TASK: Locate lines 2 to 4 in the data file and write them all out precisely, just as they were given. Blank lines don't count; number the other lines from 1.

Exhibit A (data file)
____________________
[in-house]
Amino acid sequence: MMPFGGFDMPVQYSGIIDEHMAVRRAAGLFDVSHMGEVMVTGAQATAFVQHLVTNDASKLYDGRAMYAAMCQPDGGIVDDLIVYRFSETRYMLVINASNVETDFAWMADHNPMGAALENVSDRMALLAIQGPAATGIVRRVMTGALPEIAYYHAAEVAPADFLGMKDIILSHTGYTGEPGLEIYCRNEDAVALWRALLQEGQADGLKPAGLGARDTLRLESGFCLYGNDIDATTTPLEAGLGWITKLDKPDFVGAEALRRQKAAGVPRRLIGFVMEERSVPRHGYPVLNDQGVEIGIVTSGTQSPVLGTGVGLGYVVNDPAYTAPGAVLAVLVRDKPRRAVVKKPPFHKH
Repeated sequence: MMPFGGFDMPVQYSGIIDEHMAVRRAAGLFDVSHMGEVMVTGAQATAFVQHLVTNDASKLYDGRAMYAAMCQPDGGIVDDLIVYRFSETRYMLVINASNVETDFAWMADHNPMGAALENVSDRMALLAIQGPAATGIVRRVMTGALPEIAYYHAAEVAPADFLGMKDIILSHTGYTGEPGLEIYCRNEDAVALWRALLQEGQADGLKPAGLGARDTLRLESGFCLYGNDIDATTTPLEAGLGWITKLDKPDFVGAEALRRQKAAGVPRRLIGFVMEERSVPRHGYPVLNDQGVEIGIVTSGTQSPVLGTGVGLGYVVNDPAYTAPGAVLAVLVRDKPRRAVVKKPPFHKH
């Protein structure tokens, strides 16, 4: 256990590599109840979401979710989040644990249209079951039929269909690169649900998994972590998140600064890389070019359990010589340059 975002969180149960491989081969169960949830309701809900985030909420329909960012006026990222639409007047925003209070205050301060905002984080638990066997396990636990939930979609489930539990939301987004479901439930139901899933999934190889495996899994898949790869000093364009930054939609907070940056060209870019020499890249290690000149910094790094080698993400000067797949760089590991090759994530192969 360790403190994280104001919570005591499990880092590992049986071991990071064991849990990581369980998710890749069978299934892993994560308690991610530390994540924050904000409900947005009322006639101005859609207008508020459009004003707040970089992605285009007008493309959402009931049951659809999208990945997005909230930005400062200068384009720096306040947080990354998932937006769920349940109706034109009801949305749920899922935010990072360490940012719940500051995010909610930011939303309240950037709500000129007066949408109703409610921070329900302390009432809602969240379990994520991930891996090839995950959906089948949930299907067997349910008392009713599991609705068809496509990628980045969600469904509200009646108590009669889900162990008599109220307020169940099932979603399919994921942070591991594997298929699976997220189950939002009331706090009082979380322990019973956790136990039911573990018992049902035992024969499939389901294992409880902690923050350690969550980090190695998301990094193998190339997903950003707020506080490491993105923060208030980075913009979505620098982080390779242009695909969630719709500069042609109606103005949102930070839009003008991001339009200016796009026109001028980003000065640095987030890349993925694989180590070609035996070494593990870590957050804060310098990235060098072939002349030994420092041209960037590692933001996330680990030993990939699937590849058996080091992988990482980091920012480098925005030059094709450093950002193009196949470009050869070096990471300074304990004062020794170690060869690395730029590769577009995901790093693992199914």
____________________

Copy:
Amino acid sequence: MMPFGGFDMPVQYSGIIDEHMAVRRAAGLFDVSHMGEVMVTGAQATAFVQHLVTNDASKLYDGRAMYAAMCQPDGGIVDDLIVYRFSETRYMLVINASNVETDFAWMADHNPMGAALENVSDRMALLAIQGPAATGIVRRVMTGALPEIAYYHAAEVAPADFLGMKDIILSHTGYTGEPGLEIYCRNEDAVALWRALLQEGQADGLKPAGLGARDTLRLESGFCLYGNDIDATTTPLEAGLGWITKLDKPDFVGAEALRRQKAAGVPRRLIGFVMEERSVPRHGYPVLNDQGVEIGIVTSGTQSPVLGTGVGLGYVVNDPAYTAPGAVLAVLVRDKPRRAVVKKPPFHKH
Repeated sequence: MMPFGGFDMPVQYSGIIDEHMAVRRAAGLFDVSHMGEVMVTGAQATAFVQHLVTNDASKLYDGRAMYAAMCQPDGGIVDDLIVYRFSETRYMLVINASNVETDFAWMADHNPMGAALENVSDRMALLAIQGPAATGIVRRVMTGALPEIAYYHAAEVAPADFLGMKDIILSHTGYTGEPGLEIYCRNEDAVALWRALLQEGQADGLKPAGLGARDTLRLESGFCLYGNDIDATTTPLEAGLGWITKLDKPDFVGAEALRRQKAAGVPRRLIGFVMEERSVPRHGYPVLNDQGVEIGIVTSGTQSPVLGTGVGLGYVVNDPAYTAPGAVLAVLVRDKPRRAVVKKPPFHKH
């Protein structure tokens, strides 16, 4: 256990590599109840979401979710989040644990249209079951039929269909690169649900998994972590998140600064890389070019359990010589340059 975002969180149960491989081969169960949830309701809900985030909420329909960012006026990222639409007047925003209070205050301060905002984080638990066997396990636990939930979609489930539990939301987004479901439930139901899933999934190889495996899994898949790869000093364009930054939609907070940056060209870019020499890249290690000149910094790094080698993400000067797949760089590991090759994530192969 360790403190994280104001919570005591499990880092590992049986071991990071064991849990990581369980998710890749069978299934892993994560308690991610530390994540924050904000409900947005009322006639101005859609207008508020459009004003707040970089992605285009007008493309959402009931049951659809999208990945997005909230930005400062200068384009720096306040947080990354998932937006769920349940109706034109009801949305749920899922935010990072360490940012719940500051995010909610930011939303309240950037709500000129007066949408109703409610921070329900302390009432809602969240379990994520991930891996090839995950959906089948949930299907067997349910008392009713599991609705068809496509990628980045969600469904509200009646108590009669889900162990008599109220307020169940099932979603399919994921942070591991594997298929699976997220189950939002009331706090009082979380322990019973956790136990039911573990018992049902035992024969499939389901294992409880902690923050350690969550980090190695998301990094193998190339997903950003707020506080490491993105923060208030980075913009979505620098982080390779242009695909969630719709500069042609109606103005949102930070839009003008991001339009200016796009026109001028980003000065640095987030890349993925694989180590070609035996070494593990870590957050804060310098990235060098072939002349030994420092041209960037590692933001996330680990030993990939699937590849058996080091992988990482980091920012480098925005030059094709450093950002193009196949470009050869070096990471300074304990004062020794170690060869690395730029590769577009995901790093693992199914």